Lucky Foods For The New Year
January 1, 2012 by staff
Plenty of Natchezians fix heaping helpings of traditional New Year’s foods that are supposed to bring good luck and good fortune.
“The peas are good luck,” West said. “And the greens are supposed to be for money.”
Naomi West prepares black-eyed peas for good luck, or blessings, in the New Year.Southern Living magazine said according to folklore, this New Year’s Day food tradition dates back to the Civil War. Union troops pillaged the land, leaving behind only black-eyed peas and greens as animal fodder. Rich in nutrients, these were the foods that enabled Southerners to survive. While stories on the origin of the traditional dishes differ, the recipes have stood the test of time.
West, a registered nurse, said she uses Camillia brand black-eyed peas because the women before her did.
“They cost a little more, but they are supposed to taste better,” West said.
She prepares the peas by picking through them first, removing discolored ones. Then they are rinsed before landing in a heavy pot full of water on the stove.
To flavor the dish, West said she slices three or four hearty strips from smoked hog jowl.
“I fry it just a little to get all of the oil out,” West said. “After that, I use garlic, bell pepper, onion, parsley and salt and pepper.”
West said after about an hour and a half, the black-eyed peas are ready to eat. Most of the time, her husband, father and two sons expect to see the dish on the table on New Year’s Day.
“The problem will be keeping my husband away from the peas, especially since there is fresh cornbread,” West said.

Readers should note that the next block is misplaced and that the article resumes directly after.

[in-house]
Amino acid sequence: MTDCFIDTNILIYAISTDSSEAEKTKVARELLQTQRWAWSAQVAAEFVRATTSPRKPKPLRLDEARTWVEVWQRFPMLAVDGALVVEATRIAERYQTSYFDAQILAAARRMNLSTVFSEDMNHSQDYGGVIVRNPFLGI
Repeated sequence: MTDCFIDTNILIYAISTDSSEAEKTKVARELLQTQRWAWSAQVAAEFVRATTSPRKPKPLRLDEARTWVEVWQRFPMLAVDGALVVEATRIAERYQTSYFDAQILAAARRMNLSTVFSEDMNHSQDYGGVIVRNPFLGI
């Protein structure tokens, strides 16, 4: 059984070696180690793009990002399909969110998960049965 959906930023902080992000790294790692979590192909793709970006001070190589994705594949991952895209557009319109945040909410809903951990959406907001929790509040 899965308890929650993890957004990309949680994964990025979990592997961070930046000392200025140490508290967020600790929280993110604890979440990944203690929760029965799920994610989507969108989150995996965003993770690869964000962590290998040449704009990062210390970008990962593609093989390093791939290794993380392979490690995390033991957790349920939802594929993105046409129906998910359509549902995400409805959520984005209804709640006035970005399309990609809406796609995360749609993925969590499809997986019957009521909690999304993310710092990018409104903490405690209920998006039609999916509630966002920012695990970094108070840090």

While West said she does not really believe that consuming black-eyed peas brings good luck, or that eating cabbage or greens brings financial prosperity, she prepares the dishes out of tradition.
“My mother did it, and I know my said.
Another food tradition in her family is frying chitlins on New Year’s Day. A myth surrounding the unique Southern fare says that chitlins should only be consumed in the wintertime.
“Back then, they killed the hogs in the wintertime,” West said. “Now you can eat them anytime because they come frozen.”
Black-eyed peas recipes vary from family to family. Sandy Taylor, William Dunbar DAR chapter regent, said New Year’s foods have been a tradition in her family as long as she can remember.
“Black-eyed peas – you’ve got to have it for good luck,” Taylor said. “My mother used to do it, so I do it. And every year we have good luck.”
Taylor’s lucky dish includes what she calls the forbidden ingredient – bacon drippings.
“It’s terrible for you, but makes everything taste so good,” Taylor said.
She also adds onion, garlic, cayenne pepper, and just a little sugar.
“Sugar is the secret,” Taylor said. “And Splenda is fine.”
Besides various spices Taylor said she likes to use fresh herbs and a ham bone.
While the auspicious black-eyed pea dish is the star of many New Year’s spreads, wealth-inducing cabbage or greens are an important supporting character.
Natchez resident and Natchez Little Theatre actress Yvonne Murray said besides the peas, she serves cabbage on New Year’s Day, but with a twist.
“Because so many people don’t like cabbage, I make slaw,” Murray said. “A friend told me the cabbage is like the equivalent of money for the year. It wouldn’t hurt, so I started incorporating that into the tradition.”
While her mother and friends love the slaw, not every member of the family appreciates it.
“My cat won’t eat the slaw,” Murray said, laughing. “I try to feed my pets so they will have good luck and good fortune.”
Murray said making the slaw is a simple process – starting with slaw mix from the grocery store.
“I put pepper in the slaw dressing, mix it together and let it chill overnight,” Murray said. “And a secret – if you have juice from homemade pickles – put some of that in the dressing and it adds a nice little tang to it. I also add chopped up sweet pickles and onions in the mix.”
Murray said anyone could make the cabbage slaw, just make sure it is well chilled.
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